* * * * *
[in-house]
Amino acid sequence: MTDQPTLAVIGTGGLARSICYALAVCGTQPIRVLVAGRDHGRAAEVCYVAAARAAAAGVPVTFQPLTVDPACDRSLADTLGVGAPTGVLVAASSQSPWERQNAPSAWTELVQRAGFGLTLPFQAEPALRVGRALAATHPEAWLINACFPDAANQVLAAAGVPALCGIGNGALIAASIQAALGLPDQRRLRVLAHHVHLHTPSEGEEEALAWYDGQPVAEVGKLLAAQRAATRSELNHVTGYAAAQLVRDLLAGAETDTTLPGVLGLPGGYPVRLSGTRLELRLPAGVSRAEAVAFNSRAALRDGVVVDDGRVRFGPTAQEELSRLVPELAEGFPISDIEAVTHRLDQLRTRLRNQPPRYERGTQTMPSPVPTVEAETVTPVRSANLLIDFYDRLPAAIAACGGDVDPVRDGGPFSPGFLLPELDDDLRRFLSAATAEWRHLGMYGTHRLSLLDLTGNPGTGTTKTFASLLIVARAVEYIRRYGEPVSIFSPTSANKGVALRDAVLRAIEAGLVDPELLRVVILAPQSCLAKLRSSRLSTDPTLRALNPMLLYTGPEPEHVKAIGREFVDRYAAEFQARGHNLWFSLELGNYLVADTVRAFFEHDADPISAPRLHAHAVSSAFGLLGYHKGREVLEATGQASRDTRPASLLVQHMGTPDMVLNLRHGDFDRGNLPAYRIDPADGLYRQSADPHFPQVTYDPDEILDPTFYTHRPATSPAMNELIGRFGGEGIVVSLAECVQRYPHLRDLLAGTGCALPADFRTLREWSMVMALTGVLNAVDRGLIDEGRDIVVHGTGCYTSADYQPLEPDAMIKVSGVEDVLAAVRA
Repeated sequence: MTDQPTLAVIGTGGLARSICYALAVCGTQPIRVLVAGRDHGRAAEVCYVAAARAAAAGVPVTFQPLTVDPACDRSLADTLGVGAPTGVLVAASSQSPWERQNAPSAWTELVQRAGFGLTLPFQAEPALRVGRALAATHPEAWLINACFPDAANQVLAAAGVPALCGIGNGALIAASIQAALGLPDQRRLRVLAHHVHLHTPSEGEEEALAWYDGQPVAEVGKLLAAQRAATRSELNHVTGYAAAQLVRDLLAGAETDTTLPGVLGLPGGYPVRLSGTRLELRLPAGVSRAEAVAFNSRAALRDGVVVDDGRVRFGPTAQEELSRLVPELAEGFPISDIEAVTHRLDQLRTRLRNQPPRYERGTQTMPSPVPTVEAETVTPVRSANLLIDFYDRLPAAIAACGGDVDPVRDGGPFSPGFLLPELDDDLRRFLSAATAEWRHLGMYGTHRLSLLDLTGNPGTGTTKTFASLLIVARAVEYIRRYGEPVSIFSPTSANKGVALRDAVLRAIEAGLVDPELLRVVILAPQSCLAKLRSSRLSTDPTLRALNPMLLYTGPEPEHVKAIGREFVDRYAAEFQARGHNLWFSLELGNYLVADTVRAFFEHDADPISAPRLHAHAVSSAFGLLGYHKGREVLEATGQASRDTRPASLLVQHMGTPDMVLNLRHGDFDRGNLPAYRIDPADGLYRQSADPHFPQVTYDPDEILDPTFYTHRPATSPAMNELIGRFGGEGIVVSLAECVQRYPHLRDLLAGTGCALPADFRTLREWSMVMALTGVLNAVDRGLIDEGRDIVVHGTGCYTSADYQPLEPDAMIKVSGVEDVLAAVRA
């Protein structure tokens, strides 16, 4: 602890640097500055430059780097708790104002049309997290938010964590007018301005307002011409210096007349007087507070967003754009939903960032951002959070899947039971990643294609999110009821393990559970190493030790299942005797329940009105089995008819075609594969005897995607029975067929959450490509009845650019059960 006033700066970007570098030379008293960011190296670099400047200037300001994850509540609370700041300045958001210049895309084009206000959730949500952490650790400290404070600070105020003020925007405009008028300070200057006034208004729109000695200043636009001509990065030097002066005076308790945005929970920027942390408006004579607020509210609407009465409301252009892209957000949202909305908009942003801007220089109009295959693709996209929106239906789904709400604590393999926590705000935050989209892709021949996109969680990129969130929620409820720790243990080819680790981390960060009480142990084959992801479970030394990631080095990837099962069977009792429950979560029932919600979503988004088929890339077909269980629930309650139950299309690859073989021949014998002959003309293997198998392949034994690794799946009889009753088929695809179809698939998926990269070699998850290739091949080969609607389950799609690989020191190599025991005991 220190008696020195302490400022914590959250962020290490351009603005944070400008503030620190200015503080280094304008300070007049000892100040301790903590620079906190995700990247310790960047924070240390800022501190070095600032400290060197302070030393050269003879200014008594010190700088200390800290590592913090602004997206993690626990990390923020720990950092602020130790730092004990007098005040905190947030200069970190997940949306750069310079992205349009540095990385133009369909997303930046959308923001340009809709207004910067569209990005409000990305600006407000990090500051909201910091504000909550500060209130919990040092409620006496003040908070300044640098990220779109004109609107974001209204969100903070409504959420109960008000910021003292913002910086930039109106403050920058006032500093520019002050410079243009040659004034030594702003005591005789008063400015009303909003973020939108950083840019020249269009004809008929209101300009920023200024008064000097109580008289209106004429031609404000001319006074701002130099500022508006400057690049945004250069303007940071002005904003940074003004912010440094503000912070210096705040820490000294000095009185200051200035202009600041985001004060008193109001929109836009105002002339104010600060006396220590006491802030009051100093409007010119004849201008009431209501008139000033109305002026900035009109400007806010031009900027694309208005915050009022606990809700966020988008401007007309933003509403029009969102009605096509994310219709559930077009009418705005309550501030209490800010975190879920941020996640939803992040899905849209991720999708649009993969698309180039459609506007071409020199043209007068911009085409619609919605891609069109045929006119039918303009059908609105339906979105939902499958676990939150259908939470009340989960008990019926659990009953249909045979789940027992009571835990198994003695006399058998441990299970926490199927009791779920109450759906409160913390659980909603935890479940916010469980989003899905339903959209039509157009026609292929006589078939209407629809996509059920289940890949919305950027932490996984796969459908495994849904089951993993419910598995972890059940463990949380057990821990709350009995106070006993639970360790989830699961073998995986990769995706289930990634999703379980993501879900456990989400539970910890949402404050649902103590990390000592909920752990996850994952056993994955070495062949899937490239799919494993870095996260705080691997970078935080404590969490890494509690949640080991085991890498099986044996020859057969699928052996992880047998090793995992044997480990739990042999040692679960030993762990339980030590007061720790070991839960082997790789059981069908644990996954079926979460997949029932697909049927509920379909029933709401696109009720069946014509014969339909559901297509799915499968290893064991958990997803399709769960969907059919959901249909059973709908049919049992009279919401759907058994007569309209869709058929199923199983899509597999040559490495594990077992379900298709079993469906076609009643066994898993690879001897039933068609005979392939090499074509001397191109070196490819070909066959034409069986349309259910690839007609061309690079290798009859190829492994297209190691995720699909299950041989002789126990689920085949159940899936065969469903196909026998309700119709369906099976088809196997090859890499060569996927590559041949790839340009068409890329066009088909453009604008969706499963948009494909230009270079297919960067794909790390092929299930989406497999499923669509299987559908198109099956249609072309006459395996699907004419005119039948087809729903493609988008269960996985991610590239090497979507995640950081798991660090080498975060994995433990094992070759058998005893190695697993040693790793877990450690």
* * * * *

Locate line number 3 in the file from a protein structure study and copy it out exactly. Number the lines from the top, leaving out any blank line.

Repeated sequence: MTDQPTLAVIGTGGLARSICYALAVCGTQPIRVLVAGRDHGRAAEVCYVAAARAAAAGVPVTFQPLTVDPACDRSLADTLGVGAPTGVLVAASSQSPWERQNAPSAWTELVQRAGFGLTLPFQAEPALRVGRALAATHPEAWLINACFPDAANQVLAAAGVPALCGIGNGALIAASIQAALGLPDQRRLRVLAHHVHLHTPSEGEEEALAWYDGQPVAEVGKLLAAQRAATRSELNHVTGYAAAQLVRDLLAGAETDTTLPGVLGLPGGYPVRLSGTRLELRLPAGVSRAEAVAFNSRAALRDGVVVDDGRVRFGPTAQEELSRLVPELAEGFPISDIEAVTHRLDQLRTRLRNQPPRYERGTQTMPSPVPTVEAETVTPVRSANLLIDFYDRLPAAIAACGGDVDPVRDGGPFSPGFLLPELDDDLRRFLSAATAEWRHLGMYGTHRLSLLDLTGNPGTGTTKTFASLLIVARAVEYIRRYGEPVSIFSPTSANKGVALRDAVLRAIEAGLVDPELLRVVILAPQSCLAKLRSSRLSTDPTLRALNPMLLYTGPEPEHVKAIGREFVDRYAAEFQARGHNLWFSLELGNYLVADTVRAFFEHDADPISAPRLHAHAVSSAFGLLGYHKGREVLEATGQASRDTRPASLLVQHMGTPDMVLNLRHGDFDRGNLPAYRIDPADGLYRQSADPHFPQVTYDPDEILDPTFYTHRPATSPAMNELIGRFGGEGIVVSLAECVQRYPHLRDLLAGTGCALPADFRTLREWSMVMALTGVLNAVDRGLIDEGRDIVVHGTGCYTSADYQPLEPDAMIKVSGVEDVLAAVRA